You could say The Sea (ECM 1545) created The River from what pianist-composer Ketil Bjornstad describes as "a becalmed duo moment." With cellist David Darling joining him from that previous quartet, the duo's improvisations are inextricably in the ECM tradition that combines neo-classicism and neo-romantic sensibilities. Bjornstad also invokes late Renaissance British composers William Byrd for parts I and III, ant Orlando Gibbons for the final section of his 12-part suite.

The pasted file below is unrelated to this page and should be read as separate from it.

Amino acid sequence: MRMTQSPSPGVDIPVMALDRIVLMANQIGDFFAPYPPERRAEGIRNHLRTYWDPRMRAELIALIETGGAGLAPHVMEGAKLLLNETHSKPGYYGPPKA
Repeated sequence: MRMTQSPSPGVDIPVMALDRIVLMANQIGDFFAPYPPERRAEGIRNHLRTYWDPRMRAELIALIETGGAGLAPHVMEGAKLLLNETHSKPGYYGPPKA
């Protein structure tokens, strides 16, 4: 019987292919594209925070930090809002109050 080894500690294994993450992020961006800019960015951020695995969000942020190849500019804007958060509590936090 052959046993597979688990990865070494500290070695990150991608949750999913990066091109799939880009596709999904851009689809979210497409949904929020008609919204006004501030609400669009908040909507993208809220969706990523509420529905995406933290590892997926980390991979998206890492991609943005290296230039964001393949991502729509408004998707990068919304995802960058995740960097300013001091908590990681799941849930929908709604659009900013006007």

The River distills the textures explored in The Sea. Where the earlier suite captures the extraordinary tug, ambience, and power of oceans, The River suggests an earthier setting. One qualm poses whether or not themes of this sort ought to be couched in such extended forms, given how The River is far more monotextural than the earlier work, its impressionistic proclivities focused on one or two moods, it seems, reminiscent of lingering beside a river or in a lull aboard rowboat or canoe. Listeners can then imagine whatever riverscape they please to fill in the setting. There are obvious possibilities for program application for this calming music, perhaps. But quo vadis?